A movie based on the life of best-selling novelist Jacqueline Susann could veer in any number of different directions. She was neurotically ambitious and emotionally needy; her books, while enormously successful in the popular marketplace, are truly dreadful potboilers; and she had more than her share of heartbreak in life with an autistic son and a long siege of breast cancer.
In Isn’t She Great, acknowledged to be a fictionalized biography, screenwriter Paul Rudnick (Addams Family Values, The First Wives Club, In and Out) and director Andrew Bergman (Honeymoon in Vegas) have kept things light: the comedy is gentle, the characters are treated sympathetically, but without whitewashing, and the sentimentality, while evident, is kept to a reasonably dry minimum.
The story is told in voice-over by Irving Mansfield (Nathan Lane), a press agent who was was Susann’s husband and biggest booster. Mansfield saw magic in Susann (Bette Midler) where nobody else did; she was a failed actress, consumed with insecurity ("I’m nothing! I’m nobody!"), yet burning with ambition to be famous at the same time. There are early failures (a spoof of an appearance on the old television show, "What’s My Line?"); idiosyncrasies (Susann goes to Central Park to talk – or make demands or negotiate – with God); the Mansfield/Susann courtship, and the birth of their autistic son. Susann’s closest friend, actress Florence Maybelle, is played with customary relish and comedic edge by Stockard Channing.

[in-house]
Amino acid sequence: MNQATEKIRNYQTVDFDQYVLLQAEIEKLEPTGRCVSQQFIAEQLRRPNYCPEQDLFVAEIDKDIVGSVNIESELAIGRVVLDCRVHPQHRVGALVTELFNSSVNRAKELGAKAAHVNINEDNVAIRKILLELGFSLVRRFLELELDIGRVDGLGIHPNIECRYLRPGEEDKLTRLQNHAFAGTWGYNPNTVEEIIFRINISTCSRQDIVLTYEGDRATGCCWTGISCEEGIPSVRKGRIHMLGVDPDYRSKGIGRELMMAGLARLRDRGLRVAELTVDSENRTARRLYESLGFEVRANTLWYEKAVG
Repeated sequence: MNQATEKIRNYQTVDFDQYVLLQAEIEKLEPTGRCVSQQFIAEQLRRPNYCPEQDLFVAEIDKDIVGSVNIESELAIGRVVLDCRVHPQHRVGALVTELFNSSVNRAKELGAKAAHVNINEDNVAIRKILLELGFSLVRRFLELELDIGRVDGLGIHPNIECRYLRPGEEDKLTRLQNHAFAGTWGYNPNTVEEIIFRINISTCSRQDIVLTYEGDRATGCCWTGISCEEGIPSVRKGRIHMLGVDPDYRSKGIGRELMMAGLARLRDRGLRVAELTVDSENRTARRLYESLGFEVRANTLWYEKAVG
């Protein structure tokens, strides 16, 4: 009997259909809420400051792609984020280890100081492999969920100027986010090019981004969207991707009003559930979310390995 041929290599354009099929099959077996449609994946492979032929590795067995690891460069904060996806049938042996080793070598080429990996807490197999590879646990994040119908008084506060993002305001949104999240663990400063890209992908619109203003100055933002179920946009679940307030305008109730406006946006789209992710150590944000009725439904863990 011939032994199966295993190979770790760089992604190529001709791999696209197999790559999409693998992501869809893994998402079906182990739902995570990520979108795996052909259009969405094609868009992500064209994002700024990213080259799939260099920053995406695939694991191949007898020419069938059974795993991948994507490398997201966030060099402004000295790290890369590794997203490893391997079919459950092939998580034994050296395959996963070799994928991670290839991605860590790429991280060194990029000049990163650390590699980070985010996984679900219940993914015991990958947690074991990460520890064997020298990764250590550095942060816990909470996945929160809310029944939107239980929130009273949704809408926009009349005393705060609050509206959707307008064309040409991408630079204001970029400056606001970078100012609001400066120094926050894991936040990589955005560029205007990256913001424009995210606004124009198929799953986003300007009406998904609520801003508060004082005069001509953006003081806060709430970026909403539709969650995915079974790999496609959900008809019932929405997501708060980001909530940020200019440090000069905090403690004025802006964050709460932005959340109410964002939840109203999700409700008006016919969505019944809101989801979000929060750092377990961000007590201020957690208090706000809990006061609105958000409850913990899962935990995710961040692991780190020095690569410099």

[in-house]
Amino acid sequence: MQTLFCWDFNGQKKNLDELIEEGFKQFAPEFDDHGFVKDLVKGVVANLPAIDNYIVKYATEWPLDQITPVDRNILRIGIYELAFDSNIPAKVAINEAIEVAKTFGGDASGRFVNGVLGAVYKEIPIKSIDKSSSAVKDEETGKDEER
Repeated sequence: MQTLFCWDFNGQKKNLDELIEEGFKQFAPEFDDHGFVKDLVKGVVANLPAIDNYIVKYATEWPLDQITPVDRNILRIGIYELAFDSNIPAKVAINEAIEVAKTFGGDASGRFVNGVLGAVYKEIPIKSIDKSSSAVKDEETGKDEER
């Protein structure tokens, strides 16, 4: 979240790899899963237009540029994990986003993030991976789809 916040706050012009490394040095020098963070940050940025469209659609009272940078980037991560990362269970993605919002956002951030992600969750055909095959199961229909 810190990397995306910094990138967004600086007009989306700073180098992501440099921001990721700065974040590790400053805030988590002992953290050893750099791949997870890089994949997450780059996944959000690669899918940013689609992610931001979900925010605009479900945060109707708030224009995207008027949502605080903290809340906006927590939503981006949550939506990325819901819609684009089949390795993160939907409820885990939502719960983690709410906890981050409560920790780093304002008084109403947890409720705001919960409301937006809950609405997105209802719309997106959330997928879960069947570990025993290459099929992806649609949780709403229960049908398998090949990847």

When Mansfield finally gives Susann the idea of writing a book, things move into higher comic gear. The old lesson of writing what you know about leads Susann to the acknowledgment that all she knows about is "fucking, pills, aging stars and cheap whores." And so was The Valley of the Dolls born, her novel which became, at the time, the best-selling novel of all time. Midler’s editor is played by David Hyde Pierce, type cast as the establishment wasp. The contrast between the vulgar brashness of the Jewish/Broadway corned beef-on-rye milieu and the white-bread and mayonnaise, dry upper crust of Connecticut offers yet more setups for comedy. The secret to its success is that it is all done without meanness – and the universal interest in the sleazy, sexy subject matter of Susann’s badly written books becomes an amusing equalizer.
Midler captures the vulgarity, the humor, and the neediness of Susann and creates a genuinely sympathetic character. Lane supports her with amusement, warmth, and dignity. And once again, John Cleese’s great comic talents are underutilized; playing Susann’s publisher, he’s given just a few minutes on screen and little to do, much the same waste as in his appearance in the most recent James Bond The World is Not Enough.
There are plenty of funny lines to keep the audience laughing ("I don’t trust psychiatrists. They nap.") and lots of outrageous outfits for Midler to wear. The heart of the picture takes place in the 1960s, so Bert Bacharach’s tinkly score is appropriate and it is nice to hear Dionne Warwick singing instead of peddling psychic readings.